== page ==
That person had to torch a hole in their combine just to remove the fiber, Parr said.
Legacy worked with about 25 farmers across the state. Four of them gave up on their hemp crops because they were overtaken by weeds. The plants were there, but they weren't worth the effort to harvest, he said.
"I think every farmer has been disappointed so far," Parr said. "There have only been two or three farmers that have actually had a decent crop to harvest. Even those guys were somewhat disappointed for the sake of it's been such a struggle with weather this year."
Farmers who tried hemp this year wanted to diversify their incomes. Corn and soybean prices have been stuck in a lengthy rut, which generated plenty of hemp interest, according to statistics from the state Department of Agriculture, Trade and Consumer Protection.
The state distributed 242 grower licenses and 99 processor licenses, a one-time requirement. Most of them also registered to do business during the inaugural year, and state farmers planted nearly 1,900 acres of hemp, DATCP spokeswoman Donna Gilson said.
Locally, the state issued three grower licenses to farmers in Rock County and nine in Walworth County. There are two farmers with processor licenses in Rock and none in Walworth, she said.
The state did not differentiate between grain hemp and CBD oil hemp acreage. Those growing for CBD oil faced a scare at planting season when state Attorney General Brad Schimel threatened to disallow its production and distribution, saying sales and distribution could be done only by doctors.
Schimel reversed his position the next week.
Legacy does not grow hemp for CBD oil, but Parr suspects hemp might have legal hurdles to overcome despite Schimel's reversal.
Some agriculture lenders refused to allow their farmers to grow hemp. The University of Wisconsin-Madison opted not to do research out of fear it could lose federal research money, Parr said.
Right now, hemp production is considered illegal by the federal government despite being allowed in many states. The next federal farm bill includes a provision to regulate hemp production, but the bill's passage has been delayed several times as Congress battles over food stamps.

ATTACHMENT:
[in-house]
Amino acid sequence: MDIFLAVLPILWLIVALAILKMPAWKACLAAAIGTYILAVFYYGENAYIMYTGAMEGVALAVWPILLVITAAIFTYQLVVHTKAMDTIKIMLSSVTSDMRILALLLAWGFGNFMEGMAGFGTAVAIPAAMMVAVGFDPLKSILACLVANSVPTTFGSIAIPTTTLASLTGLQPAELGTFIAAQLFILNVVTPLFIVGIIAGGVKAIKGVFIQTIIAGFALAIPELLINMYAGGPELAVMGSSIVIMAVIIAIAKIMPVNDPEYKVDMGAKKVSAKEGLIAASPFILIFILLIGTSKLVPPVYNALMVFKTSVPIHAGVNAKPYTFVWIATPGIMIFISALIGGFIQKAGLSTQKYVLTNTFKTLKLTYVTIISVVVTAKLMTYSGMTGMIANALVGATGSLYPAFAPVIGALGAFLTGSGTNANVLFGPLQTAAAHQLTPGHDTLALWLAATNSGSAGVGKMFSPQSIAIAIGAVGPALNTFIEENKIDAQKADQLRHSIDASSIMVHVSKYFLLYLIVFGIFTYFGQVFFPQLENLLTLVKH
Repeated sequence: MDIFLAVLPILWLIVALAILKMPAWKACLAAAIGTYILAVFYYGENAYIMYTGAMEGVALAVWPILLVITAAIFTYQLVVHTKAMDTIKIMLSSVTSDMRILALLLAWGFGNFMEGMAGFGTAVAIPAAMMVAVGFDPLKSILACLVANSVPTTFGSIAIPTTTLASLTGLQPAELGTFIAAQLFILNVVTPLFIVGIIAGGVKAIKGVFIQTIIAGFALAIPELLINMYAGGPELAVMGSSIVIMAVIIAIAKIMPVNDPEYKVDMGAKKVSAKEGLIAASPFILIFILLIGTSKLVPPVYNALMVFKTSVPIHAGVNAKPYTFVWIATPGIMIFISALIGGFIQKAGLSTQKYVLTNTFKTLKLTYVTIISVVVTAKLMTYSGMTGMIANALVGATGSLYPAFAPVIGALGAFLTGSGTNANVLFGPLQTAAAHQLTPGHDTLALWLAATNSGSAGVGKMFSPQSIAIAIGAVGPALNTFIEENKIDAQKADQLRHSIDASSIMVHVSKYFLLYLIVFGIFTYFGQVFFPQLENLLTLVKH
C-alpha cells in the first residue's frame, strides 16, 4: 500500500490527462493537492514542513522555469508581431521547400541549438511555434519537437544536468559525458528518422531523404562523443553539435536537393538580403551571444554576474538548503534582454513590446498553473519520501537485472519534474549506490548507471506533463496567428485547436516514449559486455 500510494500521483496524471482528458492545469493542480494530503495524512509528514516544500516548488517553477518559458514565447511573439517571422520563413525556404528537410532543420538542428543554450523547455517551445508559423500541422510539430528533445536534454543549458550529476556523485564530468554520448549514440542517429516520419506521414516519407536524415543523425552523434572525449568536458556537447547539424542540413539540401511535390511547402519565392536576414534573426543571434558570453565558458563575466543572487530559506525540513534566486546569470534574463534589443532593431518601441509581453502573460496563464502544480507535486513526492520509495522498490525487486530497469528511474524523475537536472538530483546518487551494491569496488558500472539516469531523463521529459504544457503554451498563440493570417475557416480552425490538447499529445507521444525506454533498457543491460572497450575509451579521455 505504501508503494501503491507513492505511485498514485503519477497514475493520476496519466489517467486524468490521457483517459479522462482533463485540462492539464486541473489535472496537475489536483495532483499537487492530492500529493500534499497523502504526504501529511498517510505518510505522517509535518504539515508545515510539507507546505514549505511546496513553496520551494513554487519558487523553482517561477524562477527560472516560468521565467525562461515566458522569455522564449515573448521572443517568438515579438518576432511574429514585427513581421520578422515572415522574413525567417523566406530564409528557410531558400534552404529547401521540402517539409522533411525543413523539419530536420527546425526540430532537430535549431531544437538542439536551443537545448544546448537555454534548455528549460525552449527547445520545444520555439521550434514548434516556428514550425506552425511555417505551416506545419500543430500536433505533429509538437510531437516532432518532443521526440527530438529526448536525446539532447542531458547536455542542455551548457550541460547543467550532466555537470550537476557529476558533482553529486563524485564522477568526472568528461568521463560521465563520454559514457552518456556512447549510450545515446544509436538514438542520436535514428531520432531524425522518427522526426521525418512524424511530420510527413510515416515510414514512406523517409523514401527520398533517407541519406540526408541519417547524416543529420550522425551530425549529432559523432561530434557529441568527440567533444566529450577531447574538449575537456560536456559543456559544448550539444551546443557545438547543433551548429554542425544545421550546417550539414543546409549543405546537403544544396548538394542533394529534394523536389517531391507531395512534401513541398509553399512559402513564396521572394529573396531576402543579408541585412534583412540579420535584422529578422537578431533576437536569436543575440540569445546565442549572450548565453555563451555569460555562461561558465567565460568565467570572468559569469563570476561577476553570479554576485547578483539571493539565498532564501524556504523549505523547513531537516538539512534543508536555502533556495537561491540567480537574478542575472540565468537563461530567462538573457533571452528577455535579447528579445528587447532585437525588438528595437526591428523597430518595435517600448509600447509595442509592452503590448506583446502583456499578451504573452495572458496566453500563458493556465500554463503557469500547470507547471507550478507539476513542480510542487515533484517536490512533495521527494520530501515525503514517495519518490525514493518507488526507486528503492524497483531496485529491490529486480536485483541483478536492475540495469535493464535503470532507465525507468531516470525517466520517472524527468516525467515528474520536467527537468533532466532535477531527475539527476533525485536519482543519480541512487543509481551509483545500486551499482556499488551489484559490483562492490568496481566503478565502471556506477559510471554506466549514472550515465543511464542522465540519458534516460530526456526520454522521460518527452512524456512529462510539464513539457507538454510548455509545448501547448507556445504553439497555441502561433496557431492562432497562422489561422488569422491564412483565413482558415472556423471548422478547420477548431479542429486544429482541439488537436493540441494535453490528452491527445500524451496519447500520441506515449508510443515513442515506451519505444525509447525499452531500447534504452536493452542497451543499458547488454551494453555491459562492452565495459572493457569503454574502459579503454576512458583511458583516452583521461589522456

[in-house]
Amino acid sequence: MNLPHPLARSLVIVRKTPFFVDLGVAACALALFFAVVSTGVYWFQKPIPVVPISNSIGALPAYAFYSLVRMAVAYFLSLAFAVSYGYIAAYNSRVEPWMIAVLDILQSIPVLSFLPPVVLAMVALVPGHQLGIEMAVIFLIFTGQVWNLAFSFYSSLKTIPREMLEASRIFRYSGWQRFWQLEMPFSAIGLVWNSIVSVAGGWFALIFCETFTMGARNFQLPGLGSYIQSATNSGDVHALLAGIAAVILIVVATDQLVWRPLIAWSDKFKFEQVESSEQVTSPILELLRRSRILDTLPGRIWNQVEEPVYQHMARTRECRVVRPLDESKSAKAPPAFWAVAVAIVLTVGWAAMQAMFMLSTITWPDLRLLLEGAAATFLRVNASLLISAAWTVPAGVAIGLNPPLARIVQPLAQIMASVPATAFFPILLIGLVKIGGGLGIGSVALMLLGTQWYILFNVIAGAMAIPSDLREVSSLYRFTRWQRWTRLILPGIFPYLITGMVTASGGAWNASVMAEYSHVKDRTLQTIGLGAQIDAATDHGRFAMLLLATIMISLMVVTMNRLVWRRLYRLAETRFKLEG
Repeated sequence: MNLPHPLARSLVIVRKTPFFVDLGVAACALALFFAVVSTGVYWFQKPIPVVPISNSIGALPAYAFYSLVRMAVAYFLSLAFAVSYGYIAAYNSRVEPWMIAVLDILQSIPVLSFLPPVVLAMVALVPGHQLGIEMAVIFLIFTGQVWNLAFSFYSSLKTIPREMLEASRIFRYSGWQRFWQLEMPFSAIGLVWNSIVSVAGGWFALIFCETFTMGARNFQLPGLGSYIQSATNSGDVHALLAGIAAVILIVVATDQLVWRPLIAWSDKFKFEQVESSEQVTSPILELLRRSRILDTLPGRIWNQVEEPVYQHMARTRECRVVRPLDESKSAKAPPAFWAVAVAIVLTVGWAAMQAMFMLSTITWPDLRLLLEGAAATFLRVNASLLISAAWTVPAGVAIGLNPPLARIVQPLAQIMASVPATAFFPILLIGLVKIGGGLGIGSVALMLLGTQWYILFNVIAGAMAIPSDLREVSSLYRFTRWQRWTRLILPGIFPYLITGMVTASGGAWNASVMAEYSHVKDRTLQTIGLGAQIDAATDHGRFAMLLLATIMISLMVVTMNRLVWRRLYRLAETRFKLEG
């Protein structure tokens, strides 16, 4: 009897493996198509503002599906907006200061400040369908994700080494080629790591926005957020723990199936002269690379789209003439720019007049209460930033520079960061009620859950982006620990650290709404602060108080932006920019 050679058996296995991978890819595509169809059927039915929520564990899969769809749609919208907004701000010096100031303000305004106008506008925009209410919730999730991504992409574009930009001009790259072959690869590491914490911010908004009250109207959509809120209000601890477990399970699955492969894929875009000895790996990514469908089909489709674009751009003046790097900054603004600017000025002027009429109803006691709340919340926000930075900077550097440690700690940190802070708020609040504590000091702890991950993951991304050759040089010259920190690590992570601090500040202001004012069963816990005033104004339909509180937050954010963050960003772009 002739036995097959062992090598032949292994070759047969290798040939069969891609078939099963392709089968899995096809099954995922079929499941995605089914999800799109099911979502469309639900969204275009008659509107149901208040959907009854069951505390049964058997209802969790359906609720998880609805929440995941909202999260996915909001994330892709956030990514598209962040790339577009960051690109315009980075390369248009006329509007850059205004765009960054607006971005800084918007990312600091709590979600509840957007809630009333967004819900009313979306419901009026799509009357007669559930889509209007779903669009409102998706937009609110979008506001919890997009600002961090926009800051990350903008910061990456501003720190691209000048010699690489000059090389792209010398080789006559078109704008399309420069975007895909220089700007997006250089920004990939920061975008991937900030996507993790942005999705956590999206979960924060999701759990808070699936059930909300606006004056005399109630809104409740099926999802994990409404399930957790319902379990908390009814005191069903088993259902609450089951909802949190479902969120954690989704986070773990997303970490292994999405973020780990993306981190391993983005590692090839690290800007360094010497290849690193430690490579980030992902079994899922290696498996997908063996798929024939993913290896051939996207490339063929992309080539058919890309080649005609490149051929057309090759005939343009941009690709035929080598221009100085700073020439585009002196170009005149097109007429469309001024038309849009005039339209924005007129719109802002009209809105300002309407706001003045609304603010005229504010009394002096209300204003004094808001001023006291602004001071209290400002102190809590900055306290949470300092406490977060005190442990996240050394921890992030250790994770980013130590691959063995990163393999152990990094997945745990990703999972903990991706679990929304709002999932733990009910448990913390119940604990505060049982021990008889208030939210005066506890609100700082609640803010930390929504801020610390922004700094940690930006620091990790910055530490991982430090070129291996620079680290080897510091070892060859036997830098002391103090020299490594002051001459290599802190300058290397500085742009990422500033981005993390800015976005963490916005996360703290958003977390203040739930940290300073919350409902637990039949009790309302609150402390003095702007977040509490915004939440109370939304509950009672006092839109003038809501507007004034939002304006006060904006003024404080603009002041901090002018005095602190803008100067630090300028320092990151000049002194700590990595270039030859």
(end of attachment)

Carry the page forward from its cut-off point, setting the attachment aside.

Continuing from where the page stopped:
Hemp will likely never supplant corn or soybeans as Wisconsin's primary commodity crop. Right now, its advocates are just hopeful it can carve out a niche as a rotational crop.
But it still has a long way to go.
Federal legalization would be a momentous step forward. Hemp is a cousin to marijuana and was outlawed years ago, even though it contains only trace amounts of psychoactive substances.
Wisconsin, once a major hemp producer, must rebuild its processing infrastructure. The state will need more hemp buyers and suppliers if it ever wants to scale up the crop's acreage.
Legacy is considering locations for a processing plant, but it's waiting to see if the market expands, Parr said.
One year ago, he talked to "hundreds" of farmers who were interested but wanted to see how things went in 2018. The tough conditions and inability to prove hemp as profitable mean many will still be cautious going forward, he said.
Gilson wasn't sure if interest would wane next year. Brown thinks many farmers will return and that the crop has plenty of potential as long as its market proliferates.
Hughes plans on giving it another chance. Hemp fit in nicely with the other specialty crops the family grows on its farm south of Janesville.
Despite the challenging growing season, he called this summer an "important lesson learned."
Hughes used a baseball analogy to describe his mindset.
"Obviously you want to hit a home run. Who doesn't want to hit a home run on the first year? But I did curb my expectations a bit because I knew it was going to be a challenge. Am I disappointed? A little bit.
"But I prepared myself. I wanted to do this not necessarily for financial reasons but for the knowledge. I wanted to learn and become a better farmer. I think I did that, even if on the first year I didn't hit it out of the park."